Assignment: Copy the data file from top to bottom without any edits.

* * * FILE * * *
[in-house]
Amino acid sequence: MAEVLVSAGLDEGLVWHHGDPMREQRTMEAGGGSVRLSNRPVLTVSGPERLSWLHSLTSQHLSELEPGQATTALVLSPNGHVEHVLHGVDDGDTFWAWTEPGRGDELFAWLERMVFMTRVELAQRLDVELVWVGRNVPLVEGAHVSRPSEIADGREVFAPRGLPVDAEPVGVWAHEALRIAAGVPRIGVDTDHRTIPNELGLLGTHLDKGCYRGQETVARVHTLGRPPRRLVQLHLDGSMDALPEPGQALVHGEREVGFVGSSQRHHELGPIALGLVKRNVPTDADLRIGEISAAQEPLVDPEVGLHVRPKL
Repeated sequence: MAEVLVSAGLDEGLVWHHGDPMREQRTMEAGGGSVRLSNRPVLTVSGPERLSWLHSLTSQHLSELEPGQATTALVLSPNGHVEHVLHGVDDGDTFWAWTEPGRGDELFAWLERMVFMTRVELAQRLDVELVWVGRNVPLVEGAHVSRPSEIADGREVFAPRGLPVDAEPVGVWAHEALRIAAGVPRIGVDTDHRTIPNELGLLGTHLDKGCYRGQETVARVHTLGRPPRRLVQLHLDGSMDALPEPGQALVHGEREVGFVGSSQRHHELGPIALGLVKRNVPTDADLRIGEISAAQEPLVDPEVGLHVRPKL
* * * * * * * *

[in-house]
Amino acid sequence: MAEVLVSAGLDEGLVWHHGDPMREQRTMEAGGGSVRLSNRPVLTVSGPERLSWLHSLTSQHLSELEPGQATTALVLSPNGHVEHVLHGVDDGDTFWAWTEPGRGDELFAWLERMVFMTRVELAQRLDVELVWVGRNVPLVEGAHVSRPSEIADGREVFAPRGLPVDAEPVGVWAHEALRIAAGVPRIGVDTDHRTIPNELGLLGTHLDKGCYRGQETVARVHTLGRPPRRLVQLHLDGSMDALPEPGQALVHGEREVGFVGSSQRHHELGPIALGLVKRNVPTDADLRIGEISAAQEPLVDPEVGLHVRPKL
Repeated sequence: MAEVLVSAGLDEGLVWHHGDPMREQRTMEAGGGSVRLSNRPVLTVSGPERLSWLHSLTSQHLSELEPGQATTALVLSPNGHVEHVLHGVDDGDTFWAWTEPGRGDELFAWLERMVFMTRVELAQRLDVELVWVGRNVPLVEGAHVSRPSEIADGREVFAPRGLPVDAEPVGVWAHEALRIAAGVPRIGVDTDHRTIPNELGLLGTHLDKGCYRGQETVARVHTLGRPPRRLVQLHLDGSMDALPEPGQALVHGEREVGFVGSSQRHHELGPIALGLVKRNVPTDADLRIGEISAAQEPLVDPEVGLHVRPKL